In 2011, Heather Payne started Ladies Learning Code, a not-for-profit organization that now operates coding workshops for women and girls in 24 cities across Canada. In 2012, she branched out to start HackerYou, a Toronto-based business that operates co-ed programming courses. Here, she explains how both operations came about.

Heather_Payne-Ladies_Learning_Code_HackerYou-P_Erik_Putz-Change_Agent_April_2016-300x450Ladies Learning Code founder and HackerYou CEO Heather Payne. Photo: Erk Putz

Ladies Learning Code was designed to create a really special and fun learning experience.

Everything in the day-long workshops is hands-on and project-based; by the time you leave, you have a website you can show someone. That helps people feel accomplished, like they are capable of doing something with their coding skills. We keep a low ratio of instructors to participants—four to one—which limits the intimidation factor.

From the start, there was so much energy and buzz in the room that I knew we were really onto something, and after three or four workshops, I quit my job to get Ladies Learning Code off the ground. Not long after, participants started asking for more—they loved the style of learning and wanted to dive into coding. I had seen programming boot camps starting to pop up in the U.S. and, given what we’d learned about teaching people, it made obvious sense we should bring that model to Canada.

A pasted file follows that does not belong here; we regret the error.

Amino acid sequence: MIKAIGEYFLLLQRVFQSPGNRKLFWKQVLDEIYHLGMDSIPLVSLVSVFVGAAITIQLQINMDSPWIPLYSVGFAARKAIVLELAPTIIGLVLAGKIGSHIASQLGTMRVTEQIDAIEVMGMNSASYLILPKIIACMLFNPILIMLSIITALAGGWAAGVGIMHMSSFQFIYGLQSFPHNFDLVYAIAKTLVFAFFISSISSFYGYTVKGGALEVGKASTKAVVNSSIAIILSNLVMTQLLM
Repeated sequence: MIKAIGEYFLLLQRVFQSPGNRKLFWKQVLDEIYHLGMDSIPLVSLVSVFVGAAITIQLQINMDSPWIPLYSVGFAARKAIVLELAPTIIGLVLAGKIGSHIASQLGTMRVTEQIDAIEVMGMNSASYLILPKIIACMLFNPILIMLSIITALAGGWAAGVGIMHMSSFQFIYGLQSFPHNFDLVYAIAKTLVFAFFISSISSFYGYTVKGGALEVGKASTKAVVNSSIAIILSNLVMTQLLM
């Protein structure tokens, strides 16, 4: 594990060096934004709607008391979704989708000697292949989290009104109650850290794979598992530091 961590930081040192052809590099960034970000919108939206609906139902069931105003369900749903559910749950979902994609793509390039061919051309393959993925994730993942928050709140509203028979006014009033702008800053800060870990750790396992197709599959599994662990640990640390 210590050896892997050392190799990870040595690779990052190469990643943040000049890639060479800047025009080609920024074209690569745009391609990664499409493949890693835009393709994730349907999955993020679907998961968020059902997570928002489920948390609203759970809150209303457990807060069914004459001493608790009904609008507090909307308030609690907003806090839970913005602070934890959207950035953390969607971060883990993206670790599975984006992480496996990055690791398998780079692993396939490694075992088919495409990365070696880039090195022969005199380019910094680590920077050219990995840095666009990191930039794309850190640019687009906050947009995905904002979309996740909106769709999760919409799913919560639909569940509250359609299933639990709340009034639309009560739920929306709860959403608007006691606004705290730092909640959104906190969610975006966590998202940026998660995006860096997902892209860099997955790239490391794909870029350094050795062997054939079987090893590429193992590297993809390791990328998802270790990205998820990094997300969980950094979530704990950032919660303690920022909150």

So we created HackerYou as a business. HackerYou is co-ed, but our founding team is all women, and our enrolment is about 70% female. It has become a significant creator of female developers without being an explicitly “female” solution to the women-in-tech problem.

This article is from the April 2016 issue of Canadian Business. Subscribe now!

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